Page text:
50 Best Small Companies (2015)

This Week at MANIFEST

It’s a busy week — starting with closing out our selections for the Manifest Investing Best Small Company list … to the rescheduled Round Table on Tuesday night … to spending some quality time with friends in Seattle at their annual conference for long-term investors.

A couple of weeks ago, we were advised by Forbes that there would be no 37th Annual List of Best Small Companies. So, after 36 years and the reality that this list has provided a number of actionable and rewarding situations over the last 20 years or so, we’re left to hope that it’s a one year hiatus. The Forbes list has always been a favorite and we’ve reminded investors to “trick or treat” around Halloween every year. “It was a sad day in the Kavula household.” — Ken Kavula.

So — while remaining relatively faithful to the Forbes methodology — we decided to generate our own. We’ll do a full narrative and feature this as our cover story for November, but for now, here are the highlights and the 50 Best Small Companies by Manifest Investing.



  • SMALL Annual Revenues less than ONE BILLION
  • Sales growth >= 10%
  • Annual Revenues > $50 million
  • Stock Price > $5
  • BEST Ranked by Highest Quality (Percentile ranked composite of Financial Strength, EPS Stability and relative Sales Growth Forecast and Profitability)
  • No Asset-Based Business from Financial Sector

Published Dashboard for 50 Companies: https://www.manifestinvesting.com/dashboards/public/best-small-companies-2015

Manifest Investing 50 Best Small Companies (As Inspired by Forbes)

Roman Candles & Cruise Missiles

Roman Candles & Cruise Missiles

Sometimes it can be rewarding to “play with fire” so long as you know when to let go or disembark. Yes, the accompanying image is Slim Pickens in the role of Major T.J. “King” Kong in his rocket-riding glory in the movie Dr. Strangelove.

In this screen, we take a look at some companies with the highest year-over-year percentage changes in earnings, specifically the 3-year period from 2012-2014. So it’s obviously dominated by earnings forecasts. Disclaimer/Disclosure: The fiscal 2014 EPS estimates for a number of companies are still filing in. A few of the companies in the screen are based on 2-out-of-3 reporting periods. In other words, they could change significantly when the analyst consensus estimates for 2014 take shape.

The results were also limited to companies with quality ratings of excellent (greater than 65) and good (55-65) … stopping any company that isn’t in the top two quality quintiles at the door.

Earnings Momentum Leaders

This set of five companies is pretty compelling. Most of them have been part of recent conversations and nudges to explore a little more. That’s cool. In the case of Michael Kors (KORS), the company is a credible threat to Coach (COH) and we’ve talked about relatively empty stores vs. standing-room-only at Coach. This serves as a reminder that your own personal experience is just a small part of a bigger picture. When I see empty KORS outlets, I need to remind myself and deflect the emotions of doubt … or at least, keep all of the information in proper perspective. This flies in the face of Peter Lynch’s famous advice about panty hose and packed parking lots. But do you really think his research stopped there? Really?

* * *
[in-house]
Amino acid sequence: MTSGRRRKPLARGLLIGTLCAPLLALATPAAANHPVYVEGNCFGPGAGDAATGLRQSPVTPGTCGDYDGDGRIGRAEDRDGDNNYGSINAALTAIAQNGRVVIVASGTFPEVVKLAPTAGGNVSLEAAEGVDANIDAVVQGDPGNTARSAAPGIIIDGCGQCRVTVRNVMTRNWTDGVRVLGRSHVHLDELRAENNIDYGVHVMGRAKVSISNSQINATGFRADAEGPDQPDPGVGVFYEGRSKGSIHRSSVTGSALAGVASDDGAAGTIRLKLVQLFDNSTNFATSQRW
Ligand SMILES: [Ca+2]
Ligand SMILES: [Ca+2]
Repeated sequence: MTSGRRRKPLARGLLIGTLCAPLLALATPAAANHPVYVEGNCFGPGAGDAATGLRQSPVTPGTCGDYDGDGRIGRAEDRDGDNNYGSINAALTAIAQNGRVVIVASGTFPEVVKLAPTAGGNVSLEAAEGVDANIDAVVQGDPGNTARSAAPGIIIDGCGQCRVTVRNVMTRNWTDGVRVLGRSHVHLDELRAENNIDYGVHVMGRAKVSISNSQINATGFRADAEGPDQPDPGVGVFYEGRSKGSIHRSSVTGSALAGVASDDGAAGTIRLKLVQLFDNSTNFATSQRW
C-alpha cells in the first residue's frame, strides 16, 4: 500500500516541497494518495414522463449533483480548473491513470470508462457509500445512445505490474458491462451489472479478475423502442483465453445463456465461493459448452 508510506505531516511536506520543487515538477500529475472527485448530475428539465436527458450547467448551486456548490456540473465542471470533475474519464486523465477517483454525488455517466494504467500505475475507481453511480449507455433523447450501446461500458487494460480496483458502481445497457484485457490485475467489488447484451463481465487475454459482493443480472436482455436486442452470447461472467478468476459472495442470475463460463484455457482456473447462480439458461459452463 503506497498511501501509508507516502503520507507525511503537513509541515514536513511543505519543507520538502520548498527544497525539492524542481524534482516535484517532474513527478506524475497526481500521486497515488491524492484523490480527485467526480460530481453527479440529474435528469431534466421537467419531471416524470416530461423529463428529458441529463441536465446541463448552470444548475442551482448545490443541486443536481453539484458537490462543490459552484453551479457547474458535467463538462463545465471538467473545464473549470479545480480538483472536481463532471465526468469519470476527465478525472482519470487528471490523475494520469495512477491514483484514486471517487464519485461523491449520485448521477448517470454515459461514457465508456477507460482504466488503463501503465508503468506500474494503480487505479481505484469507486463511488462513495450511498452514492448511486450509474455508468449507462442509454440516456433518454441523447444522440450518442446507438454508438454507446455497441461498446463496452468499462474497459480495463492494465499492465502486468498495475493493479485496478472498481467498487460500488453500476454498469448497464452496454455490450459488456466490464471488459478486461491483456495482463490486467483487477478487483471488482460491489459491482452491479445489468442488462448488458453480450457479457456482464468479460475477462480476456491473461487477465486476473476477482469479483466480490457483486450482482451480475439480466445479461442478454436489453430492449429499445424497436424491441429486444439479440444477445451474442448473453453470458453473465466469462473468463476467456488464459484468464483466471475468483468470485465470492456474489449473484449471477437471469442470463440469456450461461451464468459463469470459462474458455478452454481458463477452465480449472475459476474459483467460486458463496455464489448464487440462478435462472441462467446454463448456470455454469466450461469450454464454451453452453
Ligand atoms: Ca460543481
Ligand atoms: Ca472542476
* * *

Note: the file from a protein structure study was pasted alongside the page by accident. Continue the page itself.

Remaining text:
Liquidity Services (LQDT) showed up in many of our Groundhog (stock selection contest) entries for 2013 and we can see why. That said, there has been some turbulence of late and a little deeper digging might prove to be prudent.

During our January Round Table, I featured Body Central (BODY) but attendees also heard mention of Francesca’s (FRAN) — a Houston based specialty retailer that merits a closer look.

Tangoe (TNGO) is also compelling. I know very little of the company. TNGO provides communication lifecycle management software and services primarily to large and medium-sized businesses. With all of our attention to the information-based (CTSH) and communication companies (CSCO) and my recently-fried modem, TNGO is also worth a closer look to see if the EPS gold rush of 2012, 2013 and 2014 is a flash in the pan or a compelling opportunity that often accompanies a company/product life cycle emergence.

Attendees from the Orlando MoneyShow came back uttering a single word and it wasn’t Dustin Hoffman’s “plastic.” It was Energy. Energy. Energy. For that reason, a closer look at recent favorite Schlumberger (SLB) and companies like ENSCO (ESV) seems particularly and potentially energizing, too.

We’ll close with our long-held suggestion that an understanding of trailing stop losses for momentum-based companies is generally a good idea. (Think Apple and 2012) Do your best to understand and decide whether to use them. I can think of several roman candles (Peoplesoft) during my investing career whether they either helped or offered salvation. And if you latch on to the next 2012 Netflix, it’s prudent to have an exit strategy while continuing to ride that cruise missile to avoid ending up like Slim at the end of Dr. Strangelove.